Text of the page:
Hogsett discusses possible mayoral run

Joe Hogsett
Published: .
Updated: .

A man with a "law and order" reputation may soon begin a campaign for Indianapolis mayor.

Former U.S. Attorney Joe Hogsett Monday announced he was forming an exploratory committee. Hogsett has started his new job as a private practice attorney, but said he was using the opportunity to possibly seek office in Indianapolis.

Hogsett will take to the streets Tuesday.

"I intend to spend a lot of time over these next few weeks and months doing what I was prohibited from doing as the United States Attorney, and that is moving around the community talking to a wide variety of different residents of Indianapolis about the challenges that they face," Hogsett told Eyewitness News Monday. "And in order to do that, I also will be - within the next week or so - filing the formal legal paperwork necessary to establish an exploratory committee to actively and vigorously consider a run for mayor."

As for what prompted Hogsett to consider running for mayor of Indianapolis, he said our city's crime is the answer.

"What we experience in the city of Indianapolis right now is nothing less than a violent crime epidemic. And while I think I was a vital partner in attempting to resolve those issues as the United States Attorney, you are limited to identify and prosecuting criminal activity in this community, which we did very successfully," Hogsett said. "But the United States Attorney, the federal prosecutor, has no role to play in our educational system, has no role to play in preschool education for our kids, has no role play for job creation for middle class families in and around Indianapolis. Those are fundamental parts of resolving this issue as well."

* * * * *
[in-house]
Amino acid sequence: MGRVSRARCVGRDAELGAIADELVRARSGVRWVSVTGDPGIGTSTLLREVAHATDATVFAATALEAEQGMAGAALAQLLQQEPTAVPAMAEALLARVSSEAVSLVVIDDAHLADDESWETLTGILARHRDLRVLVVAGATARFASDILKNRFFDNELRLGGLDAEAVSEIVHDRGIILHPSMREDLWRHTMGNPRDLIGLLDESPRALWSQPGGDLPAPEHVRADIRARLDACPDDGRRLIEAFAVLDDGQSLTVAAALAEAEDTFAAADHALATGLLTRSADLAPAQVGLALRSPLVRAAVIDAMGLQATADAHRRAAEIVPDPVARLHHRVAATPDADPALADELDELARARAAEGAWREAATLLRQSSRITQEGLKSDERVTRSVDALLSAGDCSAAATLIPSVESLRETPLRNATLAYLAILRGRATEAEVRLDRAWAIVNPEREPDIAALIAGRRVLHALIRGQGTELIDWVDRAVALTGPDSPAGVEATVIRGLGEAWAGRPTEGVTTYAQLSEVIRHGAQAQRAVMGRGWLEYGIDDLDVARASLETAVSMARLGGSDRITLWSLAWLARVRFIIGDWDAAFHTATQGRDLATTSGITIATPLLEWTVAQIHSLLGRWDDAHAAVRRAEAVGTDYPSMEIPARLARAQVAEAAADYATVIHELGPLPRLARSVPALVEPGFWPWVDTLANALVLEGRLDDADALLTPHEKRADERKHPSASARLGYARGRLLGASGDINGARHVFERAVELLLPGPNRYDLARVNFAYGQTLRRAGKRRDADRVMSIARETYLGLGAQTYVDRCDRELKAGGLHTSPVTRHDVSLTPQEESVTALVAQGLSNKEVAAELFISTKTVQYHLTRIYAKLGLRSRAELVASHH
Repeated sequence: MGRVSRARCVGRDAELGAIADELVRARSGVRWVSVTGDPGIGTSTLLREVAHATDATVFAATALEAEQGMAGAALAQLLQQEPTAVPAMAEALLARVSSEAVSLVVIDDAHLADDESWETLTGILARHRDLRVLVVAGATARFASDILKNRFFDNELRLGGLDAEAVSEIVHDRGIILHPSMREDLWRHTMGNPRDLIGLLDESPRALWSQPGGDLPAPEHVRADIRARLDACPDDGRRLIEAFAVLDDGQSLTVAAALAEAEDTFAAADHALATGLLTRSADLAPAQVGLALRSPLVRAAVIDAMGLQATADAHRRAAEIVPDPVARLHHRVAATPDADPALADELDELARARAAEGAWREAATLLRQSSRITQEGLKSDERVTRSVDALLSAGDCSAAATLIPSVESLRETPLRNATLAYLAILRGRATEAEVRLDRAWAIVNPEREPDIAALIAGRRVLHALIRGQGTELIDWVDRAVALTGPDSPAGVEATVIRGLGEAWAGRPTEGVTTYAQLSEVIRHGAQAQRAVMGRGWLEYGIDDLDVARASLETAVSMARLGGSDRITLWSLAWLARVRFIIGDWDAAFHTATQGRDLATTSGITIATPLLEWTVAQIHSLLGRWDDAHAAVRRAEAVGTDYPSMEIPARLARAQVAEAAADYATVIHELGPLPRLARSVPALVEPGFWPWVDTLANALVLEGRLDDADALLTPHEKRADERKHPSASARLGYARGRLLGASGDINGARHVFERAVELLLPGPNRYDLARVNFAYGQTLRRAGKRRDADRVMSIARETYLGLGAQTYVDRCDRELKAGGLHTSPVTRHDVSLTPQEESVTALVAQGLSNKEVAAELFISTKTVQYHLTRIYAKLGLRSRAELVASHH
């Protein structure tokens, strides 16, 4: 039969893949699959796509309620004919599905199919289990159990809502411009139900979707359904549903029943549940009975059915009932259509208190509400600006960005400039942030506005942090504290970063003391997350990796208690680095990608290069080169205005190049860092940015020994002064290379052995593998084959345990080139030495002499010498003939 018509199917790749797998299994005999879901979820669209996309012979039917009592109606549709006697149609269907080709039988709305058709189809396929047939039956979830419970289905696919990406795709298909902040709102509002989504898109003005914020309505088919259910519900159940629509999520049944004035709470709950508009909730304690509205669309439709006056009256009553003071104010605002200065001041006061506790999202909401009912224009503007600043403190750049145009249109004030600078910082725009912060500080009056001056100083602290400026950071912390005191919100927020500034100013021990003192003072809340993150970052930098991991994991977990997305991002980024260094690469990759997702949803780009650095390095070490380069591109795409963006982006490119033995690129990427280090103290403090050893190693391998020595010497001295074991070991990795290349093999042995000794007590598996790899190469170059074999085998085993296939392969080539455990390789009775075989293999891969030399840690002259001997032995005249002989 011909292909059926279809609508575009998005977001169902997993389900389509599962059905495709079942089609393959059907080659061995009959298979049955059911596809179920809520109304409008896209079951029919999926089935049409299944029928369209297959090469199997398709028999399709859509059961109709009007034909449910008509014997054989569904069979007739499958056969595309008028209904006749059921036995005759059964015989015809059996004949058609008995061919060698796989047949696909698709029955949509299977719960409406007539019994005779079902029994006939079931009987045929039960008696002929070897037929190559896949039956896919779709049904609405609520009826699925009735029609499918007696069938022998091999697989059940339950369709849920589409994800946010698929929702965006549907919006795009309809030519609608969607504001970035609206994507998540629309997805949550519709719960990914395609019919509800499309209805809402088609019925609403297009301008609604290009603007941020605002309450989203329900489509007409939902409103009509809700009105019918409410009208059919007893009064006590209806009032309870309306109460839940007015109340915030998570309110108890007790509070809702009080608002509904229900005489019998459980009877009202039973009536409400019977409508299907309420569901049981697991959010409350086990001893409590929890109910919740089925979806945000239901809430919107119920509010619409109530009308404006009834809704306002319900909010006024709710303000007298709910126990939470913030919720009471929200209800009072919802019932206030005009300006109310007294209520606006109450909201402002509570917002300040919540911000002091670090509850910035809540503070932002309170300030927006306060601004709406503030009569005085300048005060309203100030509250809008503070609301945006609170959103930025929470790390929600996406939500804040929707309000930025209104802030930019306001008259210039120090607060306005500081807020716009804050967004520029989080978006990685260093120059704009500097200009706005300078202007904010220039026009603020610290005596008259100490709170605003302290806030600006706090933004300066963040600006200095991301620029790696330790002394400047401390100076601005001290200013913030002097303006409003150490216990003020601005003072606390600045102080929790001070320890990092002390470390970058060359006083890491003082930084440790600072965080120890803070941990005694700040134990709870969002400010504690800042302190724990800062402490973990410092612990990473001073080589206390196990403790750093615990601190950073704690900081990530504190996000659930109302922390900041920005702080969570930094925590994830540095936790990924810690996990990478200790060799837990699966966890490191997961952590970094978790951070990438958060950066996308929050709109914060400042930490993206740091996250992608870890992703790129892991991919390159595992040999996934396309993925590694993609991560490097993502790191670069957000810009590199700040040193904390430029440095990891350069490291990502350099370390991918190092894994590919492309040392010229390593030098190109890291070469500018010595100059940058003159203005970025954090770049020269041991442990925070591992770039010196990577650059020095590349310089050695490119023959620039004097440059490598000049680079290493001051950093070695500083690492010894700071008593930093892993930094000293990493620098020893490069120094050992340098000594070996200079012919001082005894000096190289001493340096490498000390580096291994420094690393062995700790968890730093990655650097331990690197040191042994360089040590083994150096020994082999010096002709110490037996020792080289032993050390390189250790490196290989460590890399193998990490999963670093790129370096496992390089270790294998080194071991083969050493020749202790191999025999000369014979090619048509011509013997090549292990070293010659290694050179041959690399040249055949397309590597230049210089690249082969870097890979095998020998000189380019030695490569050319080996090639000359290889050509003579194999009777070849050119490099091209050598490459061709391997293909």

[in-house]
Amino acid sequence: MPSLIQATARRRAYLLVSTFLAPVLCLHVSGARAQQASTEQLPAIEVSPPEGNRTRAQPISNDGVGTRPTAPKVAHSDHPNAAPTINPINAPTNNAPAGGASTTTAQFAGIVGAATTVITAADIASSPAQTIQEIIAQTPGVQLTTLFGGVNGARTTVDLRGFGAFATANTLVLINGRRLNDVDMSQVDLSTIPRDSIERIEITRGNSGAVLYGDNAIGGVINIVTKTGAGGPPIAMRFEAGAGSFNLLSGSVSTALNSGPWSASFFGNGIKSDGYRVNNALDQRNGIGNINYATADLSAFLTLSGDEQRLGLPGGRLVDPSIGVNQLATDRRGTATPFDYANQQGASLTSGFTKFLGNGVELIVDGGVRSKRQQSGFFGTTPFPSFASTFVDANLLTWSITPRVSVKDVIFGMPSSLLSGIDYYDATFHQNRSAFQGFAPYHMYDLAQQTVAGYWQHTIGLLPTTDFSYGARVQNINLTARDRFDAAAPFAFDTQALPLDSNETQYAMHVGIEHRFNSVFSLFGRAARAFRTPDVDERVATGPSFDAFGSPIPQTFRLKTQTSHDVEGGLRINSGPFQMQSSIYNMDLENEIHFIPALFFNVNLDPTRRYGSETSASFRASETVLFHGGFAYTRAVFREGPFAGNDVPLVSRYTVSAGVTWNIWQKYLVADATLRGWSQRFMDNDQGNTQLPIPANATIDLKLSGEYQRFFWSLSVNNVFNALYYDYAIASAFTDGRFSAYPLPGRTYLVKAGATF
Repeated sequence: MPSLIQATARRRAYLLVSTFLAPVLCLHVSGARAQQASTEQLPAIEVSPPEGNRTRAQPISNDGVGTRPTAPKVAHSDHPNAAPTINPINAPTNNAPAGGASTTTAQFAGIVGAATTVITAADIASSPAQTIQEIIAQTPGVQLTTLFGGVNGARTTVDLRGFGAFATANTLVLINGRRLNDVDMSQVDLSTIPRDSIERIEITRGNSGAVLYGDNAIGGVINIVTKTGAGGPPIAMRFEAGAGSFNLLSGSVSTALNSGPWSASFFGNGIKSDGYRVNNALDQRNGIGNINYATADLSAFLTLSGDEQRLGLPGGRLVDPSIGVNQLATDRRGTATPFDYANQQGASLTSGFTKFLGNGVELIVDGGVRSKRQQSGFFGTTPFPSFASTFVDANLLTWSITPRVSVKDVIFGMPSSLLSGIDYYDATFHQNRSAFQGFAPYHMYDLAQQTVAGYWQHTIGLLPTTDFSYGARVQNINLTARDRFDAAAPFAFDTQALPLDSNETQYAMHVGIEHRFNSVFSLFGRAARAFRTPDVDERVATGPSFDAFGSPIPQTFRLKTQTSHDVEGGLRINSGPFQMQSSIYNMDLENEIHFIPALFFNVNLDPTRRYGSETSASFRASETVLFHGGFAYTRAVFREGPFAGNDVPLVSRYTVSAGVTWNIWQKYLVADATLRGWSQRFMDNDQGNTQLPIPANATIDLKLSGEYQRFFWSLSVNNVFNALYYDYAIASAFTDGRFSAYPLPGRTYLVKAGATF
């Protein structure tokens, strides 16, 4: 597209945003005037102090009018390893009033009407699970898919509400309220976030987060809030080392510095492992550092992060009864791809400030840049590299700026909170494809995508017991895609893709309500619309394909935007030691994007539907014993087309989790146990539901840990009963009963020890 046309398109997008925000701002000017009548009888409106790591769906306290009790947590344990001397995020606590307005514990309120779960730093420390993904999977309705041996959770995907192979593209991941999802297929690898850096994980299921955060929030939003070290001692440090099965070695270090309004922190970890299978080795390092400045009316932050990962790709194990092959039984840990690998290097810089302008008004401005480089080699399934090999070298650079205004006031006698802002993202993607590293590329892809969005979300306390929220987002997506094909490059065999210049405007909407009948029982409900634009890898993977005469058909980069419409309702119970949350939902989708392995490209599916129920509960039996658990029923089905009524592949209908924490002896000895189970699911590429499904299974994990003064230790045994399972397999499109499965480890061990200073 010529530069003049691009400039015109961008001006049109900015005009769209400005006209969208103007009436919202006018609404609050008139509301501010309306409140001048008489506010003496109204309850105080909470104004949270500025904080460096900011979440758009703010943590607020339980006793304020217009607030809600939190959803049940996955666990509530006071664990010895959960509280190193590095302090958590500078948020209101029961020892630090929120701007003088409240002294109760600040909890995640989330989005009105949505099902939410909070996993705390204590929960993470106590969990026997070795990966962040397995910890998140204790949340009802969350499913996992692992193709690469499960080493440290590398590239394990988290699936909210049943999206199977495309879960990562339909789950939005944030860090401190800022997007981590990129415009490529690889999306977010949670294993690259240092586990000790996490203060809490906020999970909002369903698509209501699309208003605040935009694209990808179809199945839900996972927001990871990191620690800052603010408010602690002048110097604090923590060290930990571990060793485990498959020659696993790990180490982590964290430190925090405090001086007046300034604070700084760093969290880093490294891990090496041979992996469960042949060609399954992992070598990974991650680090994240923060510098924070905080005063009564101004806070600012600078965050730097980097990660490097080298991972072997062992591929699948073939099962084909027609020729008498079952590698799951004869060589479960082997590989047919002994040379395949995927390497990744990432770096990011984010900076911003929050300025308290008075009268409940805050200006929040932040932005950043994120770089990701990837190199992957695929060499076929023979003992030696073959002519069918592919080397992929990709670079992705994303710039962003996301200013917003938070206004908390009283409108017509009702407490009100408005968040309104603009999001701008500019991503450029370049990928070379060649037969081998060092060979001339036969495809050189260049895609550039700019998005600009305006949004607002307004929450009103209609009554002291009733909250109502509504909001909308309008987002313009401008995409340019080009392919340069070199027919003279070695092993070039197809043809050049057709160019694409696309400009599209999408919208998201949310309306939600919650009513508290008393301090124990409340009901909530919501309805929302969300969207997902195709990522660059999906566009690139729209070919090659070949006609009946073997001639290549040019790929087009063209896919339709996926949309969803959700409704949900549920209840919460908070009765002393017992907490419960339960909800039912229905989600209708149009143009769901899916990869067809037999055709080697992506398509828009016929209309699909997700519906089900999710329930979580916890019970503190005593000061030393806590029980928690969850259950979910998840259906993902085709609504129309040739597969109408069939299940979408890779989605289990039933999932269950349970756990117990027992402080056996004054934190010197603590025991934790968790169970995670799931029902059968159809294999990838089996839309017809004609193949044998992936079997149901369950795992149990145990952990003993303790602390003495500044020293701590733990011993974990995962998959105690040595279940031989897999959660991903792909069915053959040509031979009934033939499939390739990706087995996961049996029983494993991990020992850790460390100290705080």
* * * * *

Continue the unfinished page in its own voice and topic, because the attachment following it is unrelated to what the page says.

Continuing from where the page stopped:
"He will be well-funded," observed Republican Analyst Peter Rusthoven. "He is their great home for winning this race so, yes, there will be money in this."

"It's the most over-hyped announcement since LeBron James' decision," added Kyle Walker, chairman of the Marion County Republican Central Committee.

Hogsett announced his resignation from the U.S. Attorney's office last month, effective July 31, after serving in Indiana's southern district for four years. He said his desire to possibly run for mayor changed in May after several people were murdered within a 24-hour period. He said it's also personal as his wife works for a bank that has been robbed twice.

"I have awakened every morning I have served to death threats against me, so when you have lived a life with those kind of experiences and challenges, these petty political arguments seem to all fall away," Hogsett added.

It would be short-sighted to assume he will only focus on crime. When he upset longtime Indianapolis Mayor Bill Hudnet's quest for Secretary of State, he did so by focusing on tax increases, which he alluded to again Monday.

The unofficial Joe Hogsett campaign tour starts Tuesday night when he joins Terry Curry for National Night Out.